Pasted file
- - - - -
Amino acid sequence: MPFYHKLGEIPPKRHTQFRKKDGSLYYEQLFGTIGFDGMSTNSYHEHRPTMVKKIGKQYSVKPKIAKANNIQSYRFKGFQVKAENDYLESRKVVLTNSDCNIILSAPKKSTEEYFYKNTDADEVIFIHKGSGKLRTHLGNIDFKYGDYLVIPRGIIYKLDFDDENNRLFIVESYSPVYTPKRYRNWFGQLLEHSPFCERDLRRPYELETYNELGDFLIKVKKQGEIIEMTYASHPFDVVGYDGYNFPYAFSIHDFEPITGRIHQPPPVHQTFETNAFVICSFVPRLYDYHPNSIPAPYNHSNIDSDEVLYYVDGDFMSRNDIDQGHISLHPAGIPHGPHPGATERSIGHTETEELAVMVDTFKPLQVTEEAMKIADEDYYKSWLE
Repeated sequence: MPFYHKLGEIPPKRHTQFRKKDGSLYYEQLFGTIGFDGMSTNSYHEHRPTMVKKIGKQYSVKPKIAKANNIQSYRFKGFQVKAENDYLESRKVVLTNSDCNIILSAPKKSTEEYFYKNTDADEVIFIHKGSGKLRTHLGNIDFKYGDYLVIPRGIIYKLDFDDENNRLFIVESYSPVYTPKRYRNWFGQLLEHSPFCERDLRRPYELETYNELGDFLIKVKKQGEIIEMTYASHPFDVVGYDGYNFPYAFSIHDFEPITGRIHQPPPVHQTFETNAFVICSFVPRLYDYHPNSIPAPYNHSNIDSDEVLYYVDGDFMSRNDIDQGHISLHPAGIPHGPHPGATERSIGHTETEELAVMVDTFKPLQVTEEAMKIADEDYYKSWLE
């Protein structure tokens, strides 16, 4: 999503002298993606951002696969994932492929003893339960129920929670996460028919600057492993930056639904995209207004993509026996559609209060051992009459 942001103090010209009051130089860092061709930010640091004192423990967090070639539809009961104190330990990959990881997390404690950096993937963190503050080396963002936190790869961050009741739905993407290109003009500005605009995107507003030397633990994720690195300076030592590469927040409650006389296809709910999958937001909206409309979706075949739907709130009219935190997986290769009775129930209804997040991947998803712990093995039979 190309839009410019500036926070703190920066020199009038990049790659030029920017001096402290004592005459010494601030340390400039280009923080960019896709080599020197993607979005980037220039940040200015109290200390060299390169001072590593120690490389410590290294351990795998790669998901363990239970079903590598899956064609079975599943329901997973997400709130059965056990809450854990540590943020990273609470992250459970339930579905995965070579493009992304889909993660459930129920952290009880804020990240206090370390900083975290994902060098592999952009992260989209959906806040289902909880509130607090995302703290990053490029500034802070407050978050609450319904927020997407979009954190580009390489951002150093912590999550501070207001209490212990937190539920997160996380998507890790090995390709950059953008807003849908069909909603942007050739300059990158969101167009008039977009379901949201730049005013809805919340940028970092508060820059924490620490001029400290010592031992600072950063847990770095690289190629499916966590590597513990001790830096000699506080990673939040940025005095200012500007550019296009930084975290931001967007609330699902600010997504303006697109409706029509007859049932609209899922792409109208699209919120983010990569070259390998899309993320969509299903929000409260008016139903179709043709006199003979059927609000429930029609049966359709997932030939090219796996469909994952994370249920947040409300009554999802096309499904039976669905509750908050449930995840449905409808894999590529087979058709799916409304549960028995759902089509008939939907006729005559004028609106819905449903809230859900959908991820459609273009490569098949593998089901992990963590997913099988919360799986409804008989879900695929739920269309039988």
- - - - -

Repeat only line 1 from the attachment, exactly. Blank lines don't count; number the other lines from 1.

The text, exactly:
Amino acid sequence: MPFYHKLGEIPPKRHTQFRKKDGSLYYEQLFGTIGFDGMSTNSYHEHRPTMVKKIGKQYSVKPKIAKANNIQSYRFKGFQVKAENDYLESRKVVLTNSDCNIILSAPKKSTEEYFYKNTDADEVIFIHKGSGKLRTHLGNIDFKYGDYLVIPRGIIYKLDFDDENNRLFIVESYSPVYTPKRYRNWFGQLLEHSPFCERDLRRPYELETYNELGDFLIKVKKQGEIIEMTYASHPFDVVGYDGYNFPYAFSIHDFEPITGRIHQPPPVHQTFETNAFVICSFVPRLYDYHPNSIPAPYNHSNIDSDEVLYYVDGDFMSRNDIDQGHISLHPAGIPHGPHPGATERSIGHTETEELAVMVDTFKPLQVTEEAMKIADEDYYKSWLE